ADDRESSING ABORIGINAL CRIME AND VICTIMIZATION IN CANADA: REVITALIZING COMMUNITIES, CULTURES AND TRADITIONS
Curt Taylor Griffiths and Charlene Belleau
The discussion in this chapter focuses on the resurgence of traditional cultural practices in addressing issues of crime and justice in Canadian aboriginal communities. These developments are occurring against a larger political backdrop of the constitutional recognition of an inherent right to aboriginal self- government, the assertion of control by aboriginal bands and communities over all aspects of community life and the revitalization of aboriginal communities and cultures. 1 Increasingly, the focus of federal and provincial government policy initiatives and aboriginal bands has been on identifying ways in which this inherent authority and the capacity to exercise it can be restored. This includes the administration of justice. Reversing the historical, world-wide trend which has resulted in the destruction of indigenous cultures and communities, Canada's aboriginal peoples have become more aggressive in pursuing land claims and in exerting pressure on federal, provincial and territorial governments to transfer power and control for administering aboriginal lands and affairs to bands and communities. Concurrently, there has been a revitalization of aboriginal cultures and communities and an increasing interest in incorporating traditional cultural practices into aboriginal-controlled justice structures and programmes which would serve as an alternative to the Anglo-Canadian criminal justice system ( Griffiths and Verdun-Jones 1993; Silverman and Nielsen 1992).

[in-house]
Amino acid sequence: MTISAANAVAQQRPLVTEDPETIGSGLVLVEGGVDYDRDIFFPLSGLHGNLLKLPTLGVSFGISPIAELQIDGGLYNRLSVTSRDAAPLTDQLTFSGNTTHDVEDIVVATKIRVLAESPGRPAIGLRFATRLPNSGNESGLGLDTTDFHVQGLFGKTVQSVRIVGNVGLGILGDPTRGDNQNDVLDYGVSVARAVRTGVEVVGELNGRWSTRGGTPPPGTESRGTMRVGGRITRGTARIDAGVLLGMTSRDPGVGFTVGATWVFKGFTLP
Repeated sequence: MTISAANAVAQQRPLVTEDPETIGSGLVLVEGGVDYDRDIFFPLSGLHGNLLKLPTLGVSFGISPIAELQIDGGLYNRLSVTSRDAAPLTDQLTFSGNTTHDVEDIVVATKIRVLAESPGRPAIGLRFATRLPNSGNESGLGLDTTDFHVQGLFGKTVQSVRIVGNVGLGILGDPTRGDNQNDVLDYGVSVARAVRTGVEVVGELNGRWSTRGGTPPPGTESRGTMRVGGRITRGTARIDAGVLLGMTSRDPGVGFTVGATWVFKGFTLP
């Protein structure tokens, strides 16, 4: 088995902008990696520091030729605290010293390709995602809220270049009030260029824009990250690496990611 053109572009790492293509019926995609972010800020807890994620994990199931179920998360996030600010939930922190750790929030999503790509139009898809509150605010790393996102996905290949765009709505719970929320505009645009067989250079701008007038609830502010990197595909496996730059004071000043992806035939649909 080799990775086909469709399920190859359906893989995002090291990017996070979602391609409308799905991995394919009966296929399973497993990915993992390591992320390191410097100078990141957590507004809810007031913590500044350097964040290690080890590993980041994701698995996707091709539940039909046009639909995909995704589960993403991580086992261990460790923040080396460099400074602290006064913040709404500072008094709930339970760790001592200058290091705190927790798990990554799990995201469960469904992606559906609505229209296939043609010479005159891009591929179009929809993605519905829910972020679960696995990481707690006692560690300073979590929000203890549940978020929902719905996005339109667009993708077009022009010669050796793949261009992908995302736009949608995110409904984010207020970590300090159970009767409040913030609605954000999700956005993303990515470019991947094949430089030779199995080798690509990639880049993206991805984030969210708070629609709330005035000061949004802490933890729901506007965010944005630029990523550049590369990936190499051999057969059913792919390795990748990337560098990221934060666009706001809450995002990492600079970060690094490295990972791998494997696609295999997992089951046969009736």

These justice initiatives are designed to provide alternatives to the Euro- Canadian justice system, which is viewed by many aboriginal people as incapable of addressing the needs of aboriginal victims, communities, and offenders and which, in the past, has functioned only to increase the dependency of aboriginal peoples on governments. More specifically, it has been argued that the conflicts between basic tenets of Euro-Canadian culture and aboriginal culture and the different models of law and justice adhered to by Euro-Canadian society and
Questia, a part of Gale, Cengage Learning. www.questia.com
Publication information: Book title: Popular Justice and Community Regeneration:Pathways of Indigenous Reform. Contributors: Kayleen M. Hazlehurst - Editor. Publisher: Praeger Publishers. Place of publication: Westport, CT. Publication year: 1995. Page number: 165.
This material is protected by copyright and, with the exception of fair use, may not be further copied, distributed or transmitted in any form or by any means.